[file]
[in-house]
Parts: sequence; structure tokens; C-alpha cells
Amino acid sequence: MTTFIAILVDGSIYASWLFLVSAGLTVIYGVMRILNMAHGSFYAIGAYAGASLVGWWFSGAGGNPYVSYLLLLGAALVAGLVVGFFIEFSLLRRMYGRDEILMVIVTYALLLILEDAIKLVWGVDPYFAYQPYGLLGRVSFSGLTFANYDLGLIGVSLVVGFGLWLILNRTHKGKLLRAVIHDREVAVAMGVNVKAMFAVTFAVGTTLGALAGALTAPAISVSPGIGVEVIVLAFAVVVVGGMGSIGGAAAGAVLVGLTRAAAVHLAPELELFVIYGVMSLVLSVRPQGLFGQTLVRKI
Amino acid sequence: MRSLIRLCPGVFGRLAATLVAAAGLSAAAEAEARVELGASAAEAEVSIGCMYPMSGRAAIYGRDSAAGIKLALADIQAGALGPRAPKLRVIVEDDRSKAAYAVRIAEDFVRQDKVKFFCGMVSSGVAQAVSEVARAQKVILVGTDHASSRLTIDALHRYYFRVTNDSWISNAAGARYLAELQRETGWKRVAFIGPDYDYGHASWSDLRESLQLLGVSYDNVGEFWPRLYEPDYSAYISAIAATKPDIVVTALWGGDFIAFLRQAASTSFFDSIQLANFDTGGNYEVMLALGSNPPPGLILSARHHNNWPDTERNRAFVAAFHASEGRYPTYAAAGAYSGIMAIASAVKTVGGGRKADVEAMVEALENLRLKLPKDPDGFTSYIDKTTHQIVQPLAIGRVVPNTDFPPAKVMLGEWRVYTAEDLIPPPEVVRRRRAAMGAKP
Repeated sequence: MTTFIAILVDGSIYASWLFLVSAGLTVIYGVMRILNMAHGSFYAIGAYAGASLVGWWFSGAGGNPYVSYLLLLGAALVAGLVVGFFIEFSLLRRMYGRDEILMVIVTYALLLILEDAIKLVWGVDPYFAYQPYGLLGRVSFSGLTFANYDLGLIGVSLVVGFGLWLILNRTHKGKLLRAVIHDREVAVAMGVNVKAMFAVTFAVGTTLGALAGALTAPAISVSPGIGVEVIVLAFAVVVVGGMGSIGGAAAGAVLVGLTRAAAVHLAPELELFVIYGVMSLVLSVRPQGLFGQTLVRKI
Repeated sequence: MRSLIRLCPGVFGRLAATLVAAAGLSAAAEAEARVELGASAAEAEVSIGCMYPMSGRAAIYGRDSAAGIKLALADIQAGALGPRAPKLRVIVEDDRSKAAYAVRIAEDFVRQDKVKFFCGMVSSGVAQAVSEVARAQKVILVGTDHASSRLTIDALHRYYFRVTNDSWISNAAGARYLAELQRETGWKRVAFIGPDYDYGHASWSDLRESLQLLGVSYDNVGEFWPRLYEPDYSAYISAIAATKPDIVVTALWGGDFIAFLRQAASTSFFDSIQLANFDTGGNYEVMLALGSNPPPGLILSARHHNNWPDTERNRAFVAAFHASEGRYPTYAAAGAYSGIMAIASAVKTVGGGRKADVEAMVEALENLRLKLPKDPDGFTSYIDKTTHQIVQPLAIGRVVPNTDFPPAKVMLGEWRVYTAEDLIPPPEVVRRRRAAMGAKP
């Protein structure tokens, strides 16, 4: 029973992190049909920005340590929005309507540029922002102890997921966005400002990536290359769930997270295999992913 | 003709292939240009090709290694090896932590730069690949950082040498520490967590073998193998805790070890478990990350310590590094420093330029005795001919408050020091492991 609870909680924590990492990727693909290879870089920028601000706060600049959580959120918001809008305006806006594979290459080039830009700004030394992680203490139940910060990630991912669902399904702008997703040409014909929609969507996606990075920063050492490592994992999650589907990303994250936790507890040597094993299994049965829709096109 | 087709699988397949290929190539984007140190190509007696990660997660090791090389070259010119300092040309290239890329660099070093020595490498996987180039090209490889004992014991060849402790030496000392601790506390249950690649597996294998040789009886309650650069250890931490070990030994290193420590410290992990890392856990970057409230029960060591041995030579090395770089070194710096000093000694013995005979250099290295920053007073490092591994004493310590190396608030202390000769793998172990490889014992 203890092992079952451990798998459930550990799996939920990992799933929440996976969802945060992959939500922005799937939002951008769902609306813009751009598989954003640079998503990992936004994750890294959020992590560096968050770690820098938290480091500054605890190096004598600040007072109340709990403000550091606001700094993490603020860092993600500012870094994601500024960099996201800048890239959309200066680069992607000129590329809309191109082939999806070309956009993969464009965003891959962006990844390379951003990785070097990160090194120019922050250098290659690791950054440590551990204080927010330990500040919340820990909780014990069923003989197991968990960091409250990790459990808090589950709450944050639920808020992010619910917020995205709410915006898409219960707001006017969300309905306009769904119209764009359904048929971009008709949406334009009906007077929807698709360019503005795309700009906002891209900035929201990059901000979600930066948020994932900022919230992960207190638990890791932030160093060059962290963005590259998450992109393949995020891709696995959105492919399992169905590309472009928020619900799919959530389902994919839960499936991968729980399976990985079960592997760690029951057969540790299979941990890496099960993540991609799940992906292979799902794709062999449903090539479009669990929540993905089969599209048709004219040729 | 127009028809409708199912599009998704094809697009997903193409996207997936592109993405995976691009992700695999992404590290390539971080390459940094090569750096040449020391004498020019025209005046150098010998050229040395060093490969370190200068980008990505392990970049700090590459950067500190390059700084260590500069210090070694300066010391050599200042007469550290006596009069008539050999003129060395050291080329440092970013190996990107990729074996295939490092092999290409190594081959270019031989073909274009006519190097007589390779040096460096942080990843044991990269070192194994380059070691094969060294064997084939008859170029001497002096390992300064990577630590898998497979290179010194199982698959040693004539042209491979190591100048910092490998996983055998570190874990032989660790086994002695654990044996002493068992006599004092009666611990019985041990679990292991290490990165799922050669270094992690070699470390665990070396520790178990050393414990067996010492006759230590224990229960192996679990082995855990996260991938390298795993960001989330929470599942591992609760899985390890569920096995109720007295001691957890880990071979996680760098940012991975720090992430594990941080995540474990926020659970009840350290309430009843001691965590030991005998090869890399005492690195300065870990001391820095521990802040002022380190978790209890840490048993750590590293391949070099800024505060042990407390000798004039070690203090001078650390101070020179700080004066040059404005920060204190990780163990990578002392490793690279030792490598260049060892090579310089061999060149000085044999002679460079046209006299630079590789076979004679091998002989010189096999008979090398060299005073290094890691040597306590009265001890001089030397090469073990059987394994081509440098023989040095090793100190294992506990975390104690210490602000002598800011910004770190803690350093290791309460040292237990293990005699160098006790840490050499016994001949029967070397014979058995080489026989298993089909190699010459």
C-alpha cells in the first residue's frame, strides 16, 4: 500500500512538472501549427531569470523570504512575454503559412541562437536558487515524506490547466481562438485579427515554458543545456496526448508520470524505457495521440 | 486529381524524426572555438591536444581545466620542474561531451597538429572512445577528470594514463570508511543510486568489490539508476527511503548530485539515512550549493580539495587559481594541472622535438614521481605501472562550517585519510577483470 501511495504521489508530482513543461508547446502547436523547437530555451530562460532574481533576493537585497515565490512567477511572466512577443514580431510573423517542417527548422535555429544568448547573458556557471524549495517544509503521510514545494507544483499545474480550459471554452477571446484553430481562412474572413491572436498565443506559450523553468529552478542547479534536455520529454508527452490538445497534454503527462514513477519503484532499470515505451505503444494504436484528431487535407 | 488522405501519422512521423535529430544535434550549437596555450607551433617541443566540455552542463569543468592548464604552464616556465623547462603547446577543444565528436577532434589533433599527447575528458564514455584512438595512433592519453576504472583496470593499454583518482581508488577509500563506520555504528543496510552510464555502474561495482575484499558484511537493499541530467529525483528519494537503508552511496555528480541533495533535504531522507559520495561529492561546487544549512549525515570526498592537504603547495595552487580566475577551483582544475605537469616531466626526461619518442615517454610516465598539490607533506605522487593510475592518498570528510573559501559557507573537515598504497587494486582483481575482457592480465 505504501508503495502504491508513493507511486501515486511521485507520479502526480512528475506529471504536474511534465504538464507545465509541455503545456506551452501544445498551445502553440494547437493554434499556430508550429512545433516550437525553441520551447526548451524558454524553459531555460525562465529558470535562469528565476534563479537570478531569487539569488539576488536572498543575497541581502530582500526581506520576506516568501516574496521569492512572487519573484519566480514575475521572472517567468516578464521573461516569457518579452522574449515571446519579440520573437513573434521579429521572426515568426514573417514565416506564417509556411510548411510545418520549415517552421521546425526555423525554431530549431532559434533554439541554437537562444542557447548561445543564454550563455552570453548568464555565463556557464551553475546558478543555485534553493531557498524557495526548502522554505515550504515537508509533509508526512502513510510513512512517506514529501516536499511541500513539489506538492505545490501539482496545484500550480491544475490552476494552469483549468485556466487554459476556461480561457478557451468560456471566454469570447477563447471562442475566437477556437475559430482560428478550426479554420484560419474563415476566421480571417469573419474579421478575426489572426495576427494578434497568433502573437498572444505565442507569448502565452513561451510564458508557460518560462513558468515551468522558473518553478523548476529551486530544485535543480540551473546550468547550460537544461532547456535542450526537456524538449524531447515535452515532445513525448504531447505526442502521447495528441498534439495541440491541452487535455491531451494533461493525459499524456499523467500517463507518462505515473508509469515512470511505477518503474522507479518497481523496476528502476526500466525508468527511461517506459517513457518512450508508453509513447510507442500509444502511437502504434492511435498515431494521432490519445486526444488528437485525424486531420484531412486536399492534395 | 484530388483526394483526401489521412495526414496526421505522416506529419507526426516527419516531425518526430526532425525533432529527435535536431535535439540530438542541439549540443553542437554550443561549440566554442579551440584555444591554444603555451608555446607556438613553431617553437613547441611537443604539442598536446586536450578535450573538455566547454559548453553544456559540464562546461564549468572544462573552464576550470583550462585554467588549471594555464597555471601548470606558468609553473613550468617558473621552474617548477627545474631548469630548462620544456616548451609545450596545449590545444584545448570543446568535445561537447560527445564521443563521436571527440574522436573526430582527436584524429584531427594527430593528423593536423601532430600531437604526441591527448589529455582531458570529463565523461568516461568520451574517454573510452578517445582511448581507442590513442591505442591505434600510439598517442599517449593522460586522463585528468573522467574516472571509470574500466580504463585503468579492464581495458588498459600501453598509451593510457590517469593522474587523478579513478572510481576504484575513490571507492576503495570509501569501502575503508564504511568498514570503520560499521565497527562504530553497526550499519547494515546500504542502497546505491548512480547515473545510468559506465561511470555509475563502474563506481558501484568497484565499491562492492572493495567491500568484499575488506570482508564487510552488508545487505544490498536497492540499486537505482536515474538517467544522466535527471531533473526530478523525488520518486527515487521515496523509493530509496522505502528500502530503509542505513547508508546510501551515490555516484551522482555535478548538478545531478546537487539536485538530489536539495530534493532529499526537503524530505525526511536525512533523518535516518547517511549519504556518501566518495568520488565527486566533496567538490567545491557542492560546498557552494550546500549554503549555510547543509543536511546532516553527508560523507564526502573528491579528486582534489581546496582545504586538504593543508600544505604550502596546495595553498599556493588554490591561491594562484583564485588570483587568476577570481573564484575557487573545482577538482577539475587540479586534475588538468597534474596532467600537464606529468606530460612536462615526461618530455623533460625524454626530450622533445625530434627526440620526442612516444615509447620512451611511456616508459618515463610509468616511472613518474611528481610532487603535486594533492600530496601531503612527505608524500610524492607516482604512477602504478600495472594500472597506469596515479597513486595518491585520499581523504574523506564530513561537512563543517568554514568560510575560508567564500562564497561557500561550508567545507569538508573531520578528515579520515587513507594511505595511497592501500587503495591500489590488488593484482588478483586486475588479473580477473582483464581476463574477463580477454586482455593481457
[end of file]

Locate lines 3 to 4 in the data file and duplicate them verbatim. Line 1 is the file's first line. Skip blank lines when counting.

Amino acid sequence: MTTFIAILVDGSIYASWLFLVSAGLTVIYGVMRILNMAHGSFYAIGAYAGASLVGWWFSGAGGNPYVSYLLLLGAALVAGLVVGFFIEFSLLRRMYGRDEILMVIVTYALLLILEDAIKLVWGVDPYFAYQPYGLLGRVSFSGLTFANYDLGLIGVSLVVGFGLWLILNRTHKGKLLRAVIHDREVAVAMGVNVKAMFAVTFAVGTTLGALAGALTAPAISVSPGIGVEVIVLAFAVVVVGGMGSIGGAAAGAVLVGLTRAAAVHLAPELELFVIYGVMSLVLSVRPQGLFGQTLVRKI
Amino acid sequence: MRSLIRLCPGVFGRLAATLVAAAGLSAAAEAEARVELGASAAEAEVSIGCMYPMSGRAAIYGRDSAAGIKLALADIQAGALGPRAPKLRVIVEDDRSKAAYAVRIAEDFVRQDKVKFFCGMVSSGVAQAVSEVARAQKVILVGTDHASSRLTIDALHRYYFRVTNDSWISNAAGARYLAELQRETGWKRVAFIGPDYDYGHASWSDLRESLQLLGVSYDNVGEFWPRLYEPDYSAYISAIAATKPDIVVTALWGGDFIAFLRQAASTSFFDSIQLANFDTGGNYEVMLALGSNPPPGLILSARHHNNWPDTERNRAFVAAFHASEGRYPTYAAAGAYSGIMAIASAVKTVGGGRKADVEAMVEALENLRLKLPKDPDGFTSYIDKTTHQIVQPLAIGRVVPNTDFPPAKVMLGEWRVYTAEDLIPPPEVVRRRRAAMGAKP